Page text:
Guest Post by Philip Murphy
H.G. Wells once wrote: “Adapt or perish, now as ever, is nature’s inexorable imperative.”
The Victorian-era writer may have been talking about the future of humanity, but those who have navigated the professional world long enough to reach a position of leadership may also find some truth in what Wells said.
A multitude of attributes marks a good leader. They can motivate, facilitate change and work with the people around them to achieve a desired outcome. They are decisive, possess solid people skills and are self-aware, but understand the balance that needs to be struck in each of these areas.
Why Focus on Adaptability?
The modern labor market forces leaders to adapt to circumstances, people and technology on a daily basis. It doesn’t matter if they’re the head of the FBI, the CEO of a Fortune 500 company or a school principal, the ability to adapt is paramount.
In an age of rapid change, how well a leader embraces shifts in the professional landscape and uses them to enhance the organization’s trajectory can be a vital measure of effectiveness. Effective and respected leaders see change not as an obstacle, but as an opportunity for growth or a window into possibilities.
While some see change as destabilizing, leaders of some of the biggest institutions and agencies in the world understand that change is inevitable. Constant change is not a good thing. But if people are to realize new skills and make great leaps forward both personally and professionally, stepping out of a comfort zone once in a while and accepting change is necessary, no matter how uncomfortable it may be.
Leaders in high-stress roles such as police chiefs, U.S. Marshals, FBI agents and other high-level law enforcement jobs must be able to adapt to some of the most rapidly changing situations imaginable and use adaptability to mitigate stress.
Leadership Adaptability in a High Stress Situation
Former Director of the FBI Robert Mueller accepted his place at the helm of the nation’s most elite crime fighting organization on September 4, 2001. His tenure had hardly begun when the September 11 terror attacks were carried out, causing the entire organization’s mission to shift from a traditional crime-fighting unit to an anti-terror and cyber security intelligence agency.
“We had to address information technology in the ways we had not before and give the agents the tools they need to do their job more efficiently and more expeditiously,” Mueller once said. “The FBI has never faced a more complex threat environment than it does today, whether one considers terrorism, espionage, cyber-attacks or traditional crimes.”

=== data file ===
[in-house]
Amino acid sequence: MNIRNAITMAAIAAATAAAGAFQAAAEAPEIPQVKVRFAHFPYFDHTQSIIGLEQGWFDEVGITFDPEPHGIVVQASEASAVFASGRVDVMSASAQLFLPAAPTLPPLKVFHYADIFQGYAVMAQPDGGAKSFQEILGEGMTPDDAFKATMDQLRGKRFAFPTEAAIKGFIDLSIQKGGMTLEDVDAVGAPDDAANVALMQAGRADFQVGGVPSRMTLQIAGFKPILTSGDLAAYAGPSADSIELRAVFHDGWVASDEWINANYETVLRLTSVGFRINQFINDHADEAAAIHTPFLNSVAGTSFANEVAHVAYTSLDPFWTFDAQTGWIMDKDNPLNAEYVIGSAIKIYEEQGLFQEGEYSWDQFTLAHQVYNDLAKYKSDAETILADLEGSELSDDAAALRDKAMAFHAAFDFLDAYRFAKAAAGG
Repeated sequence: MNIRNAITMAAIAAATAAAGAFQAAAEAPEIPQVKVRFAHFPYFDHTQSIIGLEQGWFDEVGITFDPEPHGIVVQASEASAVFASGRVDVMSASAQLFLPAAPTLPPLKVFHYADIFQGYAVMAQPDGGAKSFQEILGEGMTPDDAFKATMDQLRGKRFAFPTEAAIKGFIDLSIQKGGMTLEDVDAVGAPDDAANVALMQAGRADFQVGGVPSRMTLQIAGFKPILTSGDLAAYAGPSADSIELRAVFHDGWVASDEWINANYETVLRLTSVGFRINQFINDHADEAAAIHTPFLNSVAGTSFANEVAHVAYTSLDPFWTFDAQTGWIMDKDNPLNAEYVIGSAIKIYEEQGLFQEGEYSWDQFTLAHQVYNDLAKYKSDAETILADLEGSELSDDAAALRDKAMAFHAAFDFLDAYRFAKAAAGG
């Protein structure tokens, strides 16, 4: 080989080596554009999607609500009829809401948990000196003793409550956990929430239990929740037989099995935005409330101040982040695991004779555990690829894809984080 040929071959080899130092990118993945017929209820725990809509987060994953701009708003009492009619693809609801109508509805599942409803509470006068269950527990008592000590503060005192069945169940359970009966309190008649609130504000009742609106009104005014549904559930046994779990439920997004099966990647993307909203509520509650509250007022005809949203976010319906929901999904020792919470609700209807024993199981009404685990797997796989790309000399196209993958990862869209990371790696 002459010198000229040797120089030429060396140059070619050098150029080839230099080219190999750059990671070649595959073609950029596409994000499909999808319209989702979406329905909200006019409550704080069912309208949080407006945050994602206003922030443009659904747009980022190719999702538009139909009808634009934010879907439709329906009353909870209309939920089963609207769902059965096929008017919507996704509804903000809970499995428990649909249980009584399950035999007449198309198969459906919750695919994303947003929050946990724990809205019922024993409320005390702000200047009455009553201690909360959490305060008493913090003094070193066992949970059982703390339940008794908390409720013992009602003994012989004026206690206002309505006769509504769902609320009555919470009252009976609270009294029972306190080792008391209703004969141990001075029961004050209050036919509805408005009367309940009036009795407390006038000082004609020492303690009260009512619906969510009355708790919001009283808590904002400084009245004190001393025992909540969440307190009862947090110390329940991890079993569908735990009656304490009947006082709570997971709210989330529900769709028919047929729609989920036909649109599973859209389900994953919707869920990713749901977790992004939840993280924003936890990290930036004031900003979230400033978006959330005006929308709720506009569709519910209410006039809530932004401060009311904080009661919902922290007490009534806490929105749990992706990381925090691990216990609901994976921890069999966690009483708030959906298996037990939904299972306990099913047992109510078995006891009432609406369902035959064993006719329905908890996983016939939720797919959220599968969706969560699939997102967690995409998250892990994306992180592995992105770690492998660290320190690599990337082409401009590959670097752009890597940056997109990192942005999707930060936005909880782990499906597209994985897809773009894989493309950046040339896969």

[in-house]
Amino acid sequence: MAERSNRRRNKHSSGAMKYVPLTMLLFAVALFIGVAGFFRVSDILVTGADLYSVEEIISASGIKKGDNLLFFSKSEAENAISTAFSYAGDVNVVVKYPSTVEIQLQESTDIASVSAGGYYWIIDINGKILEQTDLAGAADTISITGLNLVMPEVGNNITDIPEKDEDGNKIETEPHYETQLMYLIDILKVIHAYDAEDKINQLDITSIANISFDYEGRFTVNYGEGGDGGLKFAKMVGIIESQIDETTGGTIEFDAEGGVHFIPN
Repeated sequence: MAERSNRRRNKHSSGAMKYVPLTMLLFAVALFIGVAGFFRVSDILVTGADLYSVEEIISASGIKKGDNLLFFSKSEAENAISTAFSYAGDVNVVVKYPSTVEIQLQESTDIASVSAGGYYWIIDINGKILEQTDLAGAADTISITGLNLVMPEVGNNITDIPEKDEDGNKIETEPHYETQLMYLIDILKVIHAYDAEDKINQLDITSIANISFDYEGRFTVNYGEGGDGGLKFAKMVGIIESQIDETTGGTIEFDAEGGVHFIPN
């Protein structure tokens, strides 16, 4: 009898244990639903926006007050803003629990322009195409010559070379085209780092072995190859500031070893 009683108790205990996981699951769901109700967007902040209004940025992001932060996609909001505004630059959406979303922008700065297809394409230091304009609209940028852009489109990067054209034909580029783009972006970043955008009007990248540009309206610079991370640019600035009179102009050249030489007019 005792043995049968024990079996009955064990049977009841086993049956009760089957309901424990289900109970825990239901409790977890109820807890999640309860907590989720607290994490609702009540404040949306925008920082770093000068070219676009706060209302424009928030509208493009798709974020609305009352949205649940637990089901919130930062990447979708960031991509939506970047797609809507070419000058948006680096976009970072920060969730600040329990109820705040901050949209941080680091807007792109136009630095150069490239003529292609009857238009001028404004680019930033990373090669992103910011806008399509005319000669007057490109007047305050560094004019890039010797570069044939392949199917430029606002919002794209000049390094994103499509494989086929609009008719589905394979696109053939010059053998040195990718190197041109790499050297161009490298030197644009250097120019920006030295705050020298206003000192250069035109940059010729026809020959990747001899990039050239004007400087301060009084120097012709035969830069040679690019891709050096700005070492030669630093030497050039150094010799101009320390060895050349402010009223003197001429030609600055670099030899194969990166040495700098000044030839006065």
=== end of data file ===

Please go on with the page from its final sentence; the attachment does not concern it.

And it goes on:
In adapting to a new reality, Mueller forced an agency steeped in tradition and clad in bureaucratic inertia to shift from its nearly century-old concentration on criminals to the new priority of counter-terrorism.
Mueller doubled the agents focusing on national security and the number of analysts tripled, as did linguists. The bureau focused on trying to ferret out potential terrorists before they can carry out any actions. Mueller also established new units inside the bureau such as the Terrorism Financing Operation Section and the 24/7 Counter Terrorism Watch.
By the time Mueller left the bureau in 2013, he had become the longest-serving director of the FBI since J. Edgar Hoover. He is credited with saving the bureau amid calls for the creation of a new domestic anti-terrorism intelligence agency. He’s widely considered by law enforcement officials and the general public to be one of the greatest directors in the bureau’s history. His ability to adapt to the changes in circumstance so early in his tenure was at the root of his success.
How to Become More Adaptable
So how does one do it?
Learning an adaptable mindset does not come naturally to everyone, but there are methods to increase adaptability that any leader can use and be effective.
- Think outside the box– Once in a while, you have to shake things up. If you’re not innovating at all and simply following standard operating procedure, eventually those procedures can become outdated and ineffective.
- Be an early adopter– Being among the first to embrace change can result in the discovery of a helpful technology, system, tool, process or software that can be a game changer for your organization. It can also help make the process of change itself less jarring.
- Don’t just say no– Being open minded and positive about initiatives will help facilitate change.
- Plan for the time of the year– One fiscal quarter may not be as busy as the previous one. There are often cycles of activity regardless of the industry. Planning ahead to take advantage of downtime and pursue long-term objectives improves adaptability.
- It all begins in the morning– Adhering to a morning routine often causes us to create routines and patterns through the rest of our day. Sometimes, it’s important to shake things up in the morning, just to keep that mindset going for the rest of the day.
Business professionals can use these ideas to embrace change and meet the challenges that go with it head on.
Adaptability has to extend beyond leaders, though. Leaders should focus on building adaptable teams around them if they want to succeed in an unpredictable environment. A spirit of inclusion allows leaders to use the insight of the team to identify problems within the organization while drawing on the different skills of team members to find the best solutions.